Note [1] Socrates Scholasticus,
Historia Ecclesiastica
1.23

... Constantine's motive is a bit harder to tease forth, only because it must be deduced from the scanty evidence that survives. His preparations for the council, and the outcome he desired, involved concessions to both sides. The outline of of his concessions to "the party of Eusebius" is fairly clear: he gave them the choice of venue and undertook to restrain the more virulent voices of the opposition. What had he given to bring the "the party of Alexander" to the table? Only one conclusion accords with the outcome. At the end of the day, they would have a creed that clearly branded Arius a heretic. Like all catchwords, homoousios was defensible only in the entire context of debate and study that led to its choice. But it had the one advantage of being a word that exposed and isolated Arius. When all the arguing and cajoling was [sic] done, only two bishops, both of them among Arius's original supporters, refused to sign. By imperial decree, they were sent into exile, along with Arius (who, as a presbyter, did not participate in his own condemnation) and a miscellaneous group of priests and students loyal to his cause.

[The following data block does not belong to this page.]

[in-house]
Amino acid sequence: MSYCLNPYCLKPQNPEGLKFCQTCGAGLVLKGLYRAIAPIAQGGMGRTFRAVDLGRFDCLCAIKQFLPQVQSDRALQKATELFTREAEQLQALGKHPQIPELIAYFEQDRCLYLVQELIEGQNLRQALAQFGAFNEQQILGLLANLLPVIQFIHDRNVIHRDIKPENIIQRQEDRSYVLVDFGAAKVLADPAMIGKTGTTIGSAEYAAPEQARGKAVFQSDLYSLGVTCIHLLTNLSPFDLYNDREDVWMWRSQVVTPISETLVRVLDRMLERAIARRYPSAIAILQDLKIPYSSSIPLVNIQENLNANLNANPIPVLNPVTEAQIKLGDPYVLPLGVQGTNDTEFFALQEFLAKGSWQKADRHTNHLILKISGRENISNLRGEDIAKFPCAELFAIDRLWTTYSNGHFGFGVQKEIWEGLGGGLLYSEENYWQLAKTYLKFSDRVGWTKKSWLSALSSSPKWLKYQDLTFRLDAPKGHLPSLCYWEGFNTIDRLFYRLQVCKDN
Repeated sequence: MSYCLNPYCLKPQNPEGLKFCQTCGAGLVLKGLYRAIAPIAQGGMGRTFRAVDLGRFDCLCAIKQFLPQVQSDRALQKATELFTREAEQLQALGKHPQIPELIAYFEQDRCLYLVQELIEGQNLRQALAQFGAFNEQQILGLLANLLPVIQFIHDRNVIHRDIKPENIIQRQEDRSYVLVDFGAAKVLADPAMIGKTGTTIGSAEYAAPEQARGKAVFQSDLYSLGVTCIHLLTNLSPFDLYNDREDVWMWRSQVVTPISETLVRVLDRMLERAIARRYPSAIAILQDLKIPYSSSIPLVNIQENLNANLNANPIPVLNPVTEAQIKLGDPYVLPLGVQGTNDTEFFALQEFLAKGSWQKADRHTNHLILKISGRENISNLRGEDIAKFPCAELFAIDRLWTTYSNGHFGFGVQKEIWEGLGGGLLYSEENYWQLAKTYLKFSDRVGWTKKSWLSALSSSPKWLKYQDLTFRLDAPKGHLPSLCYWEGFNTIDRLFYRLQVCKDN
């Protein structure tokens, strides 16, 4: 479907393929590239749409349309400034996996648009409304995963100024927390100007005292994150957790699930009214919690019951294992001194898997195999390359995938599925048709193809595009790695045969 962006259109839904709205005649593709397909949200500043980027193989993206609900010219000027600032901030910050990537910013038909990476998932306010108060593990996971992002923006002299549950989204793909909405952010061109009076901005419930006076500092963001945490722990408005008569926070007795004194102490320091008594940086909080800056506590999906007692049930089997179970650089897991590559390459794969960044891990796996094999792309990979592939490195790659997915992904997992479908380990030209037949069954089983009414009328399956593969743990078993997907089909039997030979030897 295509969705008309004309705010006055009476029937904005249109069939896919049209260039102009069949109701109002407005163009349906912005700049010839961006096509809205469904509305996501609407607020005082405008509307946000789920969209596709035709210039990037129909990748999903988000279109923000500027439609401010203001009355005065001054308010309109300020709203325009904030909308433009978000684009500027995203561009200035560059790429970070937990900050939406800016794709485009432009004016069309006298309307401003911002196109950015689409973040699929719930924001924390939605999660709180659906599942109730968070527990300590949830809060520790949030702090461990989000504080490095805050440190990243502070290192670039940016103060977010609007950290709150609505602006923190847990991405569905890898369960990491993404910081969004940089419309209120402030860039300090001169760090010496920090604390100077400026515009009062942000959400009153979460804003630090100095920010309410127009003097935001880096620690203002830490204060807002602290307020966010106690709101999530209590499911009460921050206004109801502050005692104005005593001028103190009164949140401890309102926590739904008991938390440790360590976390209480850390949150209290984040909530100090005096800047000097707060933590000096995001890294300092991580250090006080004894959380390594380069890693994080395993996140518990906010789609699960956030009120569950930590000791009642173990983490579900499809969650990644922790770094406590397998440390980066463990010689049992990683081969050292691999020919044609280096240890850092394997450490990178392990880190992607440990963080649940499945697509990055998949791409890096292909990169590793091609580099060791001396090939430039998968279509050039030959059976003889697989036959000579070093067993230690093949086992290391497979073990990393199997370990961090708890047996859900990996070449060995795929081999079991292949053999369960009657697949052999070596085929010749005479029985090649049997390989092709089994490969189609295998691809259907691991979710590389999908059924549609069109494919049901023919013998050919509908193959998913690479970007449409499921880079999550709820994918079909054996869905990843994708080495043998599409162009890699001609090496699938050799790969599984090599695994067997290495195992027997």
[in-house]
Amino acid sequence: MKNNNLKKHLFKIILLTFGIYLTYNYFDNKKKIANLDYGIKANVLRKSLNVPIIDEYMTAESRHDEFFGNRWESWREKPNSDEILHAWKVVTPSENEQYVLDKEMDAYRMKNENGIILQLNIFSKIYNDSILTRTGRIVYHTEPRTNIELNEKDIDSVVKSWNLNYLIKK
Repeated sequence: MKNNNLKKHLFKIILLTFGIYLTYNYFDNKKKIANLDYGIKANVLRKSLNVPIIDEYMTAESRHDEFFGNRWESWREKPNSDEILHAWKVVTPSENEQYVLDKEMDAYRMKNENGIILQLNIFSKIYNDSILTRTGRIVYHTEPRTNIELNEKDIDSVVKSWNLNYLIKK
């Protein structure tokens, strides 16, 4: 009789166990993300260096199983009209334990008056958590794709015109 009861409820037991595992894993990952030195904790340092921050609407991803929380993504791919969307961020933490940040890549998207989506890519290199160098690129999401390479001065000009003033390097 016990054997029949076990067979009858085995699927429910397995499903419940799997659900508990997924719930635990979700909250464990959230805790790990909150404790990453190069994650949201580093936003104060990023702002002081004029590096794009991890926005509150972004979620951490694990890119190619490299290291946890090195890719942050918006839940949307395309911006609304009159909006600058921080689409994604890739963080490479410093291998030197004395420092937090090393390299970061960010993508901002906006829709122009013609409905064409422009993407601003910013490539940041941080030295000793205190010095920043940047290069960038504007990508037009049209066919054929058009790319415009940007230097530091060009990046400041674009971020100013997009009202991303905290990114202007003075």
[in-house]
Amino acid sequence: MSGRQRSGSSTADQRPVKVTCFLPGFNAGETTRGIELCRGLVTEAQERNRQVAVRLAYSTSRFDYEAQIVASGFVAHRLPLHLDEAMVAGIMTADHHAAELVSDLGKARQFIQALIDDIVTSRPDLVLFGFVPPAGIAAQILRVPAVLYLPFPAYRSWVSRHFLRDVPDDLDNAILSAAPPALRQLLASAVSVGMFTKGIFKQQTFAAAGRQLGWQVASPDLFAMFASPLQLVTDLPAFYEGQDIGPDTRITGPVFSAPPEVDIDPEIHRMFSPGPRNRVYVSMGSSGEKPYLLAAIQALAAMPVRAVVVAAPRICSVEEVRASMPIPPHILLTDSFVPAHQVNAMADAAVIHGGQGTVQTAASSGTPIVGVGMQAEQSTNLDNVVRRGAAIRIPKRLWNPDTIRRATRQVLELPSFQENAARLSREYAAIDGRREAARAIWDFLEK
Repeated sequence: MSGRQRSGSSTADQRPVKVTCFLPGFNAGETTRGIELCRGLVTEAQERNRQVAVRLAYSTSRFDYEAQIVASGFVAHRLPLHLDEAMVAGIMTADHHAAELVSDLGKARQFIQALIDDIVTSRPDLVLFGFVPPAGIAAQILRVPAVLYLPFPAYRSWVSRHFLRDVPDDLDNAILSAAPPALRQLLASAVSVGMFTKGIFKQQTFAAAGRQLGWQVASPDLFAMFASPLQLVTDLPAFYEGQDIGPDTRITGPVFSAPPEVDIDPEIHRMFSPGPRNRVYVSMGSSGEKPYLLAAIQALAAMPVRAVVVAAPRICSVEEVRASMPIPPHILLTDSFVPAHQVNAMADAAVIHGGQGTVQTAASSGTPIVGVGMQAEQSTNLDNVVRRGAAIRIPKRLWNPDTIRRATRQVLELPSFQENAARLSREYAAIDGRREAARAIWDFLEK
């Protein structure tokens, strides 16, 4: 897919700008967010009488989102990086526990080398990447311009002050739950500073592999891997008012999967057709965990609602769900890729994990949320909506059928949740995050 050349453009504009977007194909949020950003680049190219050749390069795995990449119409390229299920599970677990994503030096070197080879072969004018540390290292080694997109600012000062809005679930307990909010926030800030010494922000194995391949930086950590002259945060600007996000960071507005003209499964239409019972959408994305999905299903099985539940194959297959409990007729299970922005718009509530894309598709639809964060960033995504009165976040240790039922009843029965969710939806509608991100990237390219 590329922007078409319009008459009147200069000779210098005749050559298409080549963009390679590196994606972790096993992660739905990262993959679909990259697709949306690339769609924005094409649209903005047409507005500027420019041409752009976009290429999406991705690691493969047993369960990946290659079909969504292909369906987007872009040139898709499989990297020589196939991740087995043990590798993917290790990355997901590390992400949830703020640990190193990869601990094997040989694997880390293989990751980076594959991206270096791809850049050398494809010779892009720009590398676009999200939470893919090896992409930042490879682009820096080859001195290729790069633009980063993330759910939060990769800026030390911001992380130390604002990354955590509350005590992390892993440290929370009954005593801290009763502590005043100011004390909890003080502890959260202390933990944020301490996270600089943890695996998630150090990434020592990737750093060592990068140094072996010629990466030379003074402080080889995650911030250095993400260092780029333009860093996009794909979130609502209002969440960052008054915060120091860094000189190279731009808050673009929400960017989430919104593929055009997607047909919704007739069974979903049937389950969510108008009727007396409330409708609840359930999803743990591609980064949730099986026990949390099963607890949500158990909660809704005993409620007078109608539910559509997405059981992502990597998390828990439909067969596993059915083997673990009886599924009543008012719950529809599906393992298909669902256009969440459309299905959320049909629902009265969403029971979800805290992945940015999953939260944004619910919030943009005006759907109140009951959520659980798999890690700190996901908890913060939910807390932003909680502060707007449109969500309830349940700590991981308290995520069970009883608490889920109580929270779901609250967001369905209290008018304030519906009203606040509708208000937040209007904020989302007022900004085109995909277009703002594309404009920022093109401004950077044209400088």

Notice the recurring theme of imperial coercion, of a predetermined, political outcome. Notice, too, how, by their notorious absence, inspiration and divine guidance are screaming for our attention because the participants in 325 paid them no heed whatsoever. In all Eusebius's account (nor any other, for that matter) there is no mention of such guidance, and none at all that gives any indication that the council had any Celestial authority to dictate a creed, none to consign Arius to exile, none to define God. Yet all creedal Christianity (from the eastern, Coptic, English, and Roman catholics to the Holy Assembly of the Sacred Name and other Pentecostals, including all, or nearly so, protestant sects) accepts this travesty of a council as binding as to the nature of God, the relationship between the Father and the Son, and theirs with the Holy Ghost.

Finally, notice that "Christian theology" was non-existent in the IV, and that, even at that late date, the Gospel of Jesus Christ (however much altered by the traditions and philosophy of the Greek intellectual world it inhabited*) had not needed scholars and a "technical vocabulary" to interpret or understand it. This confusion and complexity came later as men added to, modified, and deleted the simple, plain words of scripture and denied contemporary revelation.

* See also
Augustine of Hippo, A Biography
by Peter Brown, Rollins Professor of History at Princeton University, for supporting data.